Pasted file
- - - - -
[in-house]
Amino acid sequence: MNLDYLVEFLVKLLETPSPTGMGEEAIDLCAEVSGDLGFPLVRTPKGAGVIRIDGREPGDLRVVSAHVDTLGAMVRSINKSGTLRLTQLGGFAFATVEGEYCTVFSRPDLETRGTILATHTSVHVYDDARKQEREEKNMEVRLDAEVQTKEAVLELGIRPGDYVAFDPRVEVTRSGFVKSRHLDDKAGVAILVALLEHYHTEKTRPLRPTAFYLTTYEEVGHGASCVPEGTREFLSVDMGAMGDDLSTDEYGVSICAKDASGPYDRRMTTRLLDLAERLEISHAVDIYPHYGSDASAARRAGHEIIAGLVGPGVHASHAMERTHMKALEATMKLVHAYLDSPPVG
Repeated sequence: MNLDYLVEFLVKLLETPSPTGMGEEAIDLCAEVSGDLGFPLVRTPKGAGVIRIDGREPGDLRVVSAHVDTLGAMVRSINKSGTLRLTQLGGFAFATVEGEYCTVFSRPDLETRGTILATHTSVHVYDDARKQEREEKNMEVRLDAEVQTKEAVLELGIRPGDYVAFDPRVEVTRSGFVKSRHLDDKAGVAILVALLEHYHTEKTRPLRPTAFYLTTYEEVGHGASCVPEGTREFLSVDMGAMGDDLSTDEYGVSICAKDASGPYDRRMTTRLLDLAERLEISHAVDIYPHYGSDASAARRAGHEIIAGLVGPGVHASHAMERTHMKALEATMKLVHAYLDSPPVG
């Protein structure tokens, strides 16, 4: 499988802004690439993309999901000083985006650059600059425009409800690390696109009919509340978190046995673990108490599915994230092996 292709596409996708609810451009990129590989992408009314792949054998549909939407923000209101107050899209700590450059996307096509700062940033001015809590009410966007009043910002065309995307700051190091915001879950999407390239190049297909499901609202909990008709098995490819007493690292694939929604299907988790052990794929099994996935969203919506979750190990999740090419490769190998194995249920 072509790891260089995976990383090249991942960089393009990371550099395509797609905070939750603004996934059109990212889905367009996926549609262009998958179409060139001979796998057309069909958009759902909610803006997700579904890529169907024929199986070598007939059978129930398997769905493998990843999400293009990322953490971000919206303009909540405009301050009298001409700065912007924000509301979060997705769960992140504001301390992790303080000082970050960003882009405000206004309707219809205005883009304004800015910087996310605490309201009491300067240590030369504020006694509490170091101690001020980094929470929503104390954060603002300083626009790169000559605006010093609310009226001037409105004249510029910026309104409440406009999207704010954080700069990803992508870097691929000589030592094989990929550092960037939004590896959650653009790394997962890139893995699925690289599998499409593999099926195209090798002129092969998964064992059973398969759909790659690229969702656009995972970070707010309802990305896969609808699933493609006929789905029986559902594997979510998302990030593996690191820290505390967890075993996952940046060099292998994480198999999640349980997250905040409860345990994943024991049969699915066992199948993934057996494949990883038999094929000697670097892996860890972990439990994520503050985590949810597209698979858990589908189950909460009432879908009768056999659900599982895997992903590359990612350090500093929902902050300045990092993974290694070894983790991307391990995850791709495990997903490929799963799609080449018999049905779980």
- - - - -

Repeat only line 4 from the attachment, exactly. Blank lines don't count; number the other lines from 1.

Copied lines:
């Protein structure tokens, strides 16, 4: 499988802004690439993309999901000083985006650059600059425009409800690390696109009919509340978190046995673990108490599915994230092996 292709596409996708609810451009990129590989992408009314792949054998549909939407923000209101107050899209700590450059996307096509700062940033001015809590009410966007009043910002065309995307700051190091915001879950999407390239190049297909499901609202909990008709098995490819007493690292694939929604299907988790052990794929099994996935969203919506979750190990999740090419490769190998194995249920 072509790891260089995976990383090249991942960089393009990371550099395509797609905070939750603004996934059109990212889905367009996926549609262009998958179409060139001979796998057309069909958009759902909610803006997700579904890529169907024929199986070598007939059978129930398997769905493998990843999400293009990322953490971000919206303009909540405009301050009298001409700065912007924000509301979060997705769960992140504001301390992790303080000082970050960003882009405000206004309707219809205005883009304004800015910087996310605490309201009491300067240590030369504020006694509490170091101690001020980094929470929503104390954060603002300083626009790169000559605006010093609310009226001037409105004249510029910026309104409440406009999207704010954080700069990803992508870097691929000589030592094989990929550092960037939004590896959650653009790394997962890139893995699925690289599998499409593999099926195209090798002129092969998964064992059973398969759909790659690229969702656009995972970070707010309802990305896969609808699933493609006929789905029986559902594997979510998302990030593996690191820290505390967890075993996952940046060099292998994480198999999640349980997250905040409860345990994943024991049969699915066992199948993934057996494949990883038999094929000697670097892996860890972990439990994520503050985590949810597209698979858990589908189950909460009432879908009768056999659900599982895997992903590359990612350090500093929902902050300045990092993974290694070894983790991307391990995850791709495990997903490929799963799609080449018999049905779980």